Performer and director Connor Alexander is one of the co-founders of Coventry-based theatre company Noctium. He tells Giverny Masso about its latest show Hymns for Robots…
What is Hymns for Robots about?
It tells the story of composer Delia Derbyshire, the woman behind the Doctor Who theme tune. She was a trailblazer in electronic music, working in the 1960s and 1970s, when it was a male-dominated industry. She came from a working-class background and gained places at both Oxford and Cambridge, then worked in the BBC’s Radiophonic Workshop. We are particularly interested in her because she was born in Coventry. Her work on Doctor Who is so recognisable, yet her name isn’t.
How do you use technology in the show?
It’s a very sound-heavy piece. We are using a tool that sends captions to audience members’ phones, to make the show more accessible. We are also visualising sound through oscilloscopes – little bits of machinery – dotted around the stage.
When did you found your theatre company?
I set up Noctium with Jessie Coller and Charles Craggs. We studied together at Coventry University and graduated in 2014. We did a show together and really enjoyed it and thought: “This could be a viable career.” So we took that company on professionally. We are now an associate company of the Belgrade Theatre in Coventry. We’ve just completed a run of Hymns for Robots at the Edinburgh Festival Fringe, and will be touring until 2019. Beyond that, we are aiming to develop another show and keep diversifying our skills.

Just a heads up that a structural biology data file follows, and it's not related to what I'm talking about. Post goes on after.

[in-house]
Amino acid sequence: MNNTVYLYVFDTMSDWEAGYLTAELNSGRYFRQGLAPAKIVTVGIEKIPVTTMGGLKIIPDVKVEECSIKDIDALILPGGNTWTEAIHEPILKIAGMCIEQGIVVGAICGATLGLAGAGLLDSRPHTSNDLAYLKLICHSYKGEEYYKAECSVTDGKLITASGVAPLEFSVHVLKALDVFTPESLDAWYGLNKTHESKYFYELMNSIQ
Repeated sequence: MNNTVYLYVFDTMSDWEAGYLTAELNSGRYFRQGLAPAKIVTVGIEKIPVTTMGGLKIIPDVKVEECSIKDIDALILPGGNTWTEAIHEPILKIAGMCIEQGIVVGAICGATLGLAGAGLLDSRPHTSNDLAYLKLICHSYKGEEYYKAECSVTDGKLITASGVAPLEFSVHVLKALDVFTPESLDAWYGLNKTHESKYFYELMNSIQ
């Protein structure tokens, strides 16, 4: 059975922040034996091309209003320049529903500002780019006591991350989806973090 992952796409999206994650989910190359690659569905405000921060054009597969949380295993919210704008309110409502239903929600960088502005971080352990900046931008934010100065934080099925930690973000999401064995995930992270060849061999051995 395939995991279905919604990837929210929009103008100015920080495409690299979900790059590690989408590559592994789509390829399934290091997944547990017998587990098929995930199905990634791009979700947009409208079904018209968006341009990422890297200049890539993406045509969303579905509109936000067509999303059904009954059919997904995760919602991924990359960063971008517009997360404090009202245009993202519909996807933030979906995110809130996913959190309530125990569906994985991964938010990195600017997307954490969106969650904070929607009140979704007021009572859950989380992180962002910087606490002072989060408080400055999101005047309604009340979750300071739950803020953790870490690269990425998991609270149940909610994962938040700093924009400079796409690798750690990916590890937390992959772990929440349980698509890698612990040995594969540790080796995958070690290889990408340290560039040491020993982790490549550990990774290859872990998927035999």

How would you characterise Noctium’s work?
Our early work had an expressionist slant. The name Noctium derives from the night, and there’s something ‘other’ about our work: we are not part of the mainstream. One thing that defines us is that we like to try new things for every production.
How did you get into theatre?
I’ve loved theatre since a very young age. A drama school teacher come into my primary school and I was hooked from then – I’ve not let go since. When I started at Coventry, I was looking to be an actor, but I moved beyond that when I realised that theatre is much broader. After studying together, we all felt we could be actors, directors and so many other things too.
What is your advice for someone starting out in the industry?
Don’t lose faith. It can be a real struggle. The thing we keep looking back at is the people who have helped us along the way – theatre is a very generous industry. Coventry University and the Belgrade Theatre have been instrumental in our development.
Training: Theatre and professional practice, Coventry University (2011-14)
First professional role: Carnival of the Animals with Fabularium (2014)
Agent: Rob Wilkinson at Red Talent Management